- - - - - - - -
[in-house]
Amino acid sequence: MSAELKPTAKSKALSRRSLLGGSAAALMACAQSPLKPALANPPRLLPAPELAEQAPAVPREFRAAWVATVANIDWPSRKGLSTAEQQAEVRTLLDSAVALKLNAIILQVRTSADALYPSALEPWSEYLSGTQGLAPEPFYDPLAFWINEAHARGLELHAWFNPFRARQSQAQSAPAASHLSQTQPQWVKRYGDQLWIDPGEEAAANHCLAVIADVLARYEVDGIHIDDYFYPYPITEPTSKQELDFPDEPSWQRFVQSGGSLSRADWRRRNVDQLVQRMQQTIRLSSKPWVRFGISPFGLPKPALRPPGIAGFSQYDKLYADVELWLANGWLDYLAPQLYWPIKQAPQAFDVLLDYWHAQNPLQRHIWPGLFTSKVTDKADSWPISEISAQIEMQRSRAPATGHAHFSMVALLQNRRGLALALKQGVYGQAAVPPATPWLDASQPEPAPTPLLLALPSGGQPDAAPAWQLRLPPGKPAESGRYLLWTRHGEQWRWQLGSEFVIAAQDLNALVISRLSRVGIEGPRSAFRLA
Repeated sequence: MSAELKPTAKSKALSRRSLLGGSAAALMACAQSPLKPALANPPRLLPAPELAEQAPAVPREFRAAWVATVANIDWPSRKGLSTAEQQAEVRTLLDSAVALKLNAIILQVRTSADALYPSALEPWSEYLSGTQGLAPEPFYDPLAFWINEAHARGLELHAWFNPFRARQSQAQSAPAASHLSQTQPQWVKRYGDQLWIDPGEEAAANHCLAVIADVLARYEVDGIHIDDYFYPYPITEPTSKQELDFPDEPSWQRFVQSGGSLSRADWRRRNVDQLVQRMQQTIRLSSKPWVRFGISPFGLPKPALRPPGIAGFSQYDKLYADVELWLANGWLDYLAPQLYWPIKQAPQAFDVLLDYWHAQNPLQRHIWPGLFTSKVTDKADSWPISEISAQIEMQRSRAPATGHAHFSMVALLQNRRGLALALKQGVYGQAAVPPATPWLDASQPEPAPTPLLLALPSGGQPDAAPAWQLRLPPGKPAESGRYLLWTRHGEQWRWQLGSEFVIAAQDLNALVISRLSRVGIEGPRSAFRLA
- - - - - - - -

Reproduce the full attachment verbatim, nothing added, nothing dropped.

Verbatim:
[in-house]
Amino acid sequence: MSAELKPTAKSKALSRRSLLGGSAAALMACAQSPLKPALANPPRLLPAPELAEQAPAVPREFRAAWVATVANIDWPSRKGLSTAEQQAEVRTLLDSAVALKLNAIILQVRTSADALYPSALEPWSEYLSGTQGLAPEPFYDPLAFWINEAHARGLELHAWFNPFRARQSQAQSAPAASHLSQTQPQWVKRYGDQLWIDPGEEAAANHCLAVIADVLARYEVDGIHIDDYFYPYPITEPTSKQELDFPDEPSWQRFVQSGGSLSRADWRRRNVDQLVQRMQQTIRLSSKPWVRFGISPFGLPKPALRPPGIAGFSQYDKLYADVELWLANGWLDYLAPQLYWPIKQAPQAFDVLLDYWHAQNPLQRHIWPGLFTSKVTDKADSWPISEISAQIEMQRSRAPATGHAHFSMVALLQNRRGLALALKQGVYGQAAVPPATPWLDASQPEPAPTPLLLALPSGGQPDAAPAWQLRLPPGKPAESGRYLLWTRHGEQWRWQLGSEFVIAAQDLNALVISRLSRVGIEGPRSAFRLA
Repeated sequence: MSAELKPTAKSKALSRRSLLGGSAAALMACAQSPLKPALANPPRLLPAPELAEQAPAVPREFRAAWVATVANIDWPSRKGLSTAEQQAEVRTLLDSAVALKLNAIILQVRTSADALYPSALEPWSEYLSGTQGLAPEPFYDPLAFWINEAHARGLELHAWFNPFRARQSQAQSAPAASHLSQTQPQWVKRYGDQLWIDPGEEAAANHCLAVIADVLARYEVDGIHIDDYFYPYPITEPTSKQELDFPDEPSWQRFVQSGGSLSRADWRRRNVDQLVQRMQQTIRLSSKPWVRFGISPFGLPKPALRPPGIAGFSQYDKLYADVELWLANGWLDYLAPQLYWPIKQAPQAFDVLLDYWHAQNPLQRHIWPGLFTSKVTDKADSWPISEISAQIEMQRSRAPATGHAHFSMVALLQNRRGLALALKQGVYGQAAVPPATPWLDASQPEPAPTPLLLALPSGGQPDAAPAWQLRLPPGKPAESGRYLLWTRHGEQWRWQLGSEFVIAAQDLNALVISRLSRVGIEGPRSAFRLA